The desire to get out of Springfield as quickly as possible isn't unusual at the end of the legislative session. But you could understand it especially for Josh Harms, a 38-year-old father of two small children at the bottom of the House seniority list. Still, Harms wasn't displeased with his first five months as a state legislator.
As a freshman member of the minority party in the House, Watseka Republican Josh Harms gets among the least choice office spaces of any of the 177 members of the Illinois General Assembly.
Harms' absurdly small office is no more than 10 feet across, overlooks a dreary parking lot, is about as far from the House floor as anyone else's and was looking especially spartan on the day before the scheduled adjournment last week.
"I've already packed up most of my stuff," he said, surveying the virtually empty room, save the two deer heads looking over his desk. "I can't wait to get home. It doesn't matter what time we get out of here Friday, I'm getting in the car and driving home. I told the kids I'd be home Saturday morning."
The desire to get out of Springfield as quickly as possible wasn't unusual; virtually every lawmaker was expressing the same sentiment during the fifth of six consecutive long days either in the Statehouse or in the Stratton Building across the street. But you could understand it especially for a 38-year-old father of two small children at the bottom of the House seniority list.
Still, Harms wasn't displeased with his first five months as a state legislator.
Of the 10 bills he sponsored, four passed both houses and were sent to Gov. Pat Quinn.
"I try not to be a hyper-partisan. You try to work with the Democrats because we are in the minority," Harms said. "But with bills like these, you can get Democrat co-sponsors on them."
Among Harms' bills was one that says that if the owner of a mobile home park knows, based on written knowledge by law enforcement, that a mobile home has been used for the manufacture of methamphetamine that information has to be disclosed to a potential buyer of the home. The legislation was based on the experience of a McLean County man.
"(Freshman Democrat) Marty Moylan (of suburban Des Plaines) was big helping me with the meth bill because he has a lot of trailer parks in his district. He says, 'What do you need? You need me to talk to anyone?' That's how it works here. You can't just come in and say, 'We're going to play this game my way.' That's not how it works.
"You work with people and try to find a solution that everyone can agree to."
On another piece of legislation, Harms in the House and Chicago Democrat Ira Silverstein in the Senate sent to Quinn a bill dealing with parenting rights in cases of joint custody. In a case where one parent needs to leave a child with a substitute child care provider for a significant period, the other parent has a right of first refusal.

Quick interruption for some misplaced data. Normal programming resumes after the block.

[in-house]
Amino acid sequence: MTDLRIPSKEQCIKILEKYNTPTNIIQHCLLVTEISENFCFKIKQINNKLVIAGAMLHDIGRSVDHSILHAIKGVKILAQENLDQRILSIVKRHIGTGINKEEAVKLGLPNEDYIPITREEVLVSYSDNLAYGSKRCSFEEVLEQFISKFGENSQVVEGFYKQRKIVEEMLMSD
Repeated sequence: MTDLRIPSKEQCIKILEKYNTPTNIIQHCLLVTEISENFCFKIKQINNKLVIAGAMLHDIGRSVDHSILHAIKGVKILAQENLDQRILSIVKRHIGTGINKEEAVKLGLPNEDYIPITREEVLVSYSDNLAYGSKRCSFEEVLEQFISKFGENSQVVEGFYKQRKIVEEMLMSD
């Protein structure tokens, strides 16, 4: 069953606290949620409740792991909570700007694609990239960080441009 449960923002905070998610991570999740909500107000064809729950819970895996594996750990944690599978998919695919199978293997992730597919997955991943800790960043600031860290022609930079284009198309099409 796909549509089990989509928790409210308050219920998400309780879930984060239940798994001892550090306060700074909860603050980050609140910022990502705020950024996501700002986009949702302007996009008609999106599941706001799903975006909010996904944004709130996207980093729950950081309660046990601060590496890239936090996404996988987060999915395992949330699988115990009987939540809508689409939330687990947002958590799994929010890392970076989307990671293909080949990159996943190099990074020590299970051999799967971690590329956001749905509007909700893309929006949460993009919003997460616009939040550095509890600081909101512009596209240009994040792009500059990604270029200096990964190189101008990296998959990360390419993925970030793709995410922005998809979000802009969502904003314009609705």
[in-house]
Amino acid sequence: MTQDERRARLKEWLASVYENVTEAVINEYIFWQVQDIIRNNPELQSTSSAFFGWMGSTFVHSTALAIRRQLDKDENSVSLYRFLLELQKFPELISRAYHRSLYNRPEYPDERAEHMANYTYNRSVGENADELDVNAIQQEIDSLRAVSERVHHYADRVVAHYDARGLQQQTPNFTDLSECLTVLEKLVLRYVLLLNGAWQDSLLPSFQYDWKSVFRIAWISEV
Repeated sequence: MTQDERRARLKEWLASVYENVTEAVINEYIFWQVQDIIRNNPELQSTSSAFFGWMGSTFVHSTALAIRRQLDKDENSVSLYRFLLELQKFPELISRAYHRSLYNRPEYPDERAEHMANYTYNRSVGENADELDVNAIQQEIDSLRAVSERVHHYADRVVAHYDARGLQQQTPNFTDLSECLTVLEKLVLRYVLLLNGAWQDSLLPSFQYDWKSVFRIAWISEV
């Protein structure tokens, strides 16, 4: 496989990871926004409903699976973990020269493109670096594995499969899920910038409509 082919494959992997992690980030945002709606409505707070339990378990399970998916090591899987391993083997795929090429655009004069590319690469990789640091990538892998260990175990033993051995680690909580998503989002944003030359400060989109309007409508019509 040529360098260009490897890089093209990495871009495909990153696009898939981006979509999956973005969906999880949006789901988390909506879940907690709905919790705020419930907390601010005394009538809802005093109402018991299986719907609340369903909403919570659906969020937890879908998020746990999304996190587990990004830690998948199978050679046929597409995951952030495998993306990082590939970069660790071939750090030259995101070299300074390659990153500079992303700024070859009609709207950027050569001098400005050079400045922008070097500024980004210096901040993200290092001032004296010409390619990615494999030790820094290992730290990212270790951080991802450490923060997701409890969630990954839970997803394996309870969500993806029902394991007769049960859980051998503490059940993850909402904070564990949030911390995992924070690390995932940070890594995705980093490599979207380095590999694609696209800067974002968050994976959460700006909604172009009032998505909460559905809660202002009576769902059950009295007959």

"You run into those issues in a divorce where the parent can try to use their kids as wedges, use them as tools," he said. "The bill says that if one parent can't keep the kid during their time, then the other parent has the right of first refusal.
"Someone from my district brought it to me. I sure didn't run on that platform or anything. I'm like, 'This is a great bill.'"
It was tough getting the bill out of committee, he said, and the original language had to be amended.
"But we got language that's good. It's the state giving the court system more opportunities to keep parents and kids together."
For now, as a member of the small GOP minority in the House (outnumbered 71 to 47), Harms has to savor victories like that one. He doesn't get it with some of the big-headline items.
"There are other issues that I definitely don't line up with most of the Democrats on, like concealed carry," he said.
On even the gun bill that passed the House, and was considered infinitely better than a version from the Senate, Harms thought the legislation was too restrictive to gun owners.
"There were too many restrictions on where you can carry," he said.
He wanted one standard for the entire state and fewer exempted locations.
"You can carry in a church, but you can't carry in a preschool. Well, my church is full of kids. What's the difference? My kids' preschool is connected to a church. Does that mean I'm going to carry on the one side but not the other?
"It was definitely a compromise bill. I didn't like it, but there's 118 of us. I'm from a very different district than some of those people in Cook County."
That's for sure. His district of five rural, Republican-dominated counties isn't anything like the city of Chicago, which dominates Springfield politics.
"I have a great district," said the former schoolteacher. "I really enjoy being out in my district. They say that most of the time people elect people who are like them. And I find that when I go out in the district, it's true. They're just really good people. We all think very similar.
"People are concerned about the schools. You hear that people bash the school systems, but on the whole we come from an area where people are happy with their schools and they want to make sure the funding is there. They don't have a problem paying taxes, but they don't want us wasting all their money. I think that's what people view Springfield as: This place where you just keep pouring money into a hole."
Harms said he occasionally finds himself in awe of serving in the Legislature, even with all of its shortcomings.
"I still sit there, when I'm on the floor, and I'm very grateful that people sent me here. Sometimes I'll be outside looking at the Capitol and I'll think, 'Man, I can't believe they sent me here,' " Harms said.
On the other hand, he couldn't wait to get out of there Friday night and to get back to Iroquois County.
Tom Kacich is a News-Gazette editor and columnist. His column appears on Sundays and Wednesdays. He can be reached at 351-5221 or at email@example.com.